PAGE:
Calls for Nadhim Zahawi to resign as Stratford MP
PRESSURE is continuing to build on Stratford MP Nadhim Zahawi following Sunday’s decision by prime minister Rishi Sunak to sack him from the government.
Some of his critics are demanding he should have the Conservative whip withdrawn and the Liberal Democrats, both locally and nationally, are calling for him to resign as an MP.
The demand for him to quit as an MP has even been made by one of Mr Zahawi’s Tory colleagues in parliament, Cotswolds MP Sir Geoffrey Clifton-Brown, who is treasurer of the influential backbench 1922 Committee.
But Mr Zahawi, who was found by the government’s ethics adviser Sir Laurie Magnus to have been in serious breach of the ministerial code because of his lack of transparency regarding his tax affairs, appears to be in fighting mood.
In his letter to Mr Sunak responding to his sacking Mr Zahawi made no mention of the breaches of the code and there was no apology from him. Instead he made reference to the privilege of serving in the government and the successes he was proud of, such as the Covid vaccine roll-out.
Mr Zahawi also said he was looking forward to continuing his support for Mr Sunak from the backbenches, which was a strong indication that he has absolutely no intention of resigning as the MP for Stratford.
And now there are suggestions from Mr Zahawi’s allies that the sacked Conservative party chairman and minister without portfolio believes he was unfairly treated during the ethics adviser’s investigation. They argue that he was allowed only one 30-minute interview with Sir Laurie and believes he was not given enough time to make his case.
There’s speculation that Mr Zahawi will be making a full statement shortly.
Meanwhile Manuela Perteghella, the Lib Dem prospective parliamentary candidate for the Stratford constituency, has echoed her party nationally by calling on Mr Zahawi to quit as an MP.
She said: “The Liberal Democrats are calling for Mr Zahawi to do the right thing and resign as an MP. We are also calling for a proper independent inquiry to establish the facts and hold the prime minister to account.
“Further, now that the prime minister has sacked Mr Zahawi, it’s time for the local Conservative Party to get off the fence. In his letter to the prime minister Mr Zahawi appears to show no contrition and there is no apology to his constituents.
“He states he will be serving as a backbencher MP ‘in the coming years’. The Stratford Conservatives need to make clear: are they backing Mr Zahawi in his aim to be an MP for years to come, or are they going to ask him to resign?”
In the meantime the Labour Party is concentrating most of its firepower on Mr Sunak, demanding to know what he knew and when and accusing him of weakness for not sacking Mr Zahawi earlier.
In another development a campaigner has called on progressives in the Stratford constituency to come together to oust ‘absentee MP’ Nadhim Zahawi at the next general election.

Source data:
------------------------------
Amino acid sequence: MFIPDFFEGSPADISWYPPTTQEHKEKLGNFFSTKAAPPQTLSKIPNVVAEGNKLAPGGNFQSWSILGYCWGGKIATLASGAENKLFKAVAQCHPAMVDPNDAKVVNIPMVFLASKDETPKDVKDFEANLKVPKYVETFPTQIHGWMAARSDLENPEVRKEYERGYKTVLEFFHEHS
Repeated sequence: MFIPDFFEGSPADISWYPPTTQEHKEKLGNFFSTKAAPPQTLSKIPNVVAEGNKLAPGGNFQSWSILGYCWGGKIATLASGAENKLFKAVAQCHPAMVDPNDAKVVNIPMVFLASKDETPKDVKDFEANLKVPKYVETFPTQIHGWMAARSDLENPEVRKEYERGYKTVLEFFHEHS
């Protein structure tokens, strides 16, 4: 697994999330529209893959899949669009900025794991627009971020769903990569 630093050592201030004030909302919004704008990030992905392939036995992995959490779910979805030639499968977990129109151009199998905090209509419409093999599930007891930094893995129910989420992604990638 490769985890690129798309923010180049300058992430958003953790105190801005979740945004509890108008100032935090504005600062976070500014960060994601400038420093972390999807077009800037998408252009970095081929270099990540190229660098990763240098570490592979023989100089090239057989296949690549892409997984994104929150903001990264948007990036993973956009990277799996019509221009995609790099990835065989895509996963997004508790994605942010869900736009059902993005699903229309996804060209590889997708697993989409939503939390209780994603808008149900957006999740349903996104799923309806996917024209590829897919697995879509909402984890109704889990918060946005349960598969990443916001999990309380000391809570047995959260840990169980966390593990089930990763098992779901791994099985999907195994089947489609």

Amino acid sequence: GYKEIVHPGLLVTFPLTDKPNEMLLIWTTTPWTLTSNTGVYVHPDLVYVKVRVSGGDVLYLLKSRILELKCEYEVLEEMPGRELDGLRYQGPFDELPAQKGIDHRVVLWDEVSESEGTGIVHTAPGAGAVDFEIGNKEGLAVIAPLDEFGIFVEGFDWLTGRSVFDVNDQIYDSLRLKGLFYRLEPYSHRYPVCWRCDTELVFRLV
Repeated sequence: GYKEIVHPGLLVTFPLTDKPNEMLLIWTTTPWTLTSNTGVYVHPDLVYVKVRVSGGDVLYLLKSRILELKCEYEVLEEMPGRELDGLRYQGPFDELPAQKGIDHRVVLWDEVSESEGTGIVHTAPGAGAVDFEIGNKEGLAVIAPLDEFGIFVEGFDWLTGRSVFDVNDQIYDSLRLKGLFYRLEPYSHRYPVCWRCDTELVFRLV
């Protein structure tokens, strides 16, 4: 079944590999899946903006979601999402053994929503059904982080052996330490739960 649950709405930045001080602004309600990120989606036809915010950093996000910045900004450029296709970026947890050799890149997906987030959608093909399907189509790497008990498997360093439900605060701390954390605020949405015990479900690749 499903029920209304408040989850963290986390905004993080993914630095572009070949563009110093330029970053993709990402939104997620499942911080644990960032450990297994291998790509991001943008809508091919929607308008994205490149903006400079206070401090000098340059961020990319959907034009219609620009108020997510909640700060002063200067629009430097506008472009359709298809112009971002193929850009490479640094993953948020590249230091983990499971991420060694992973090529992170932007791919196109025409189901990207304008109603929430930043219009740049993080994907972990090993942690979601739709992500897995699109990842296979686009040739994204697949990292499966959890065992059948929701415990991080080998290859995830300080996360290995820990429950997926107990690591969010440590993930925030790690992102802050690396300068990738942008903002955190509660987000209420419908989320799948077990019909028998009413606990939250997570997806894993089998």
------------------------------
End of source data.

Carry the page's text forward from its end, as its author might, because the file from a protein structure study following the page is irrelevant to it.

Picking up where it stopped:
Speaking before Mr Zahawi’s sacking, Vikki Parker, coordinator of Stratford-On-Avon Compass, a cross-party campaign group, also said the Conservative Party chairman should ‘do the decent thing and resign’ after it emerged the HMRC had asked Zahawi to pay a seven-figure settlement over his tax affairs.
Ms Parker said: “Nadhim Zahawi is an absentee MP. I feel he does little locally and this tax fiasco is yet another example of the sleaze, corruption and dishonesty that continues to taint the Conservative Party.
“My message to Nadhim Zahawi would be to do the decent thing and resign.”
Mr Zahawi has been MP for Stratford-on-Avon since 2010. At the last general election in 2019, he won a majority of 19,972.
Electoral calculus predictions based on current polling suggest the Conservatives could still win the seat next time - but unlike in 2019, the progressive vote would outnumber the Tory vote.
This means that if Labour, the Green Party and the Lib Dems worked together and united behind a single candidate, they could stand a chance of winning the seat.
Ms Parker said: “I’d like the progressive parties to have some honest conversations about what’s happened in the past and to then resolve to stop looking backwards and to start looking forwards, working together to focus on getting what we all want, which is an MP with integrity who will serve all their constituents honestly and properly.”
“The reason I’m part of Compass is that I don’t feel represented. I’ve voted all my life and never been represented by somebody I voted for”.
“At the last general election the majority voted for progressive politics. It galls me that whilst more people voted against Boris Johnson than voted for him, he became PM. We are desperately in need of electoral reform, where votes count equally”.
Win As One, which launched in December, is a new campaign from Compass focused on facilitating collaboration in key seats across the country to help a progressive government win power.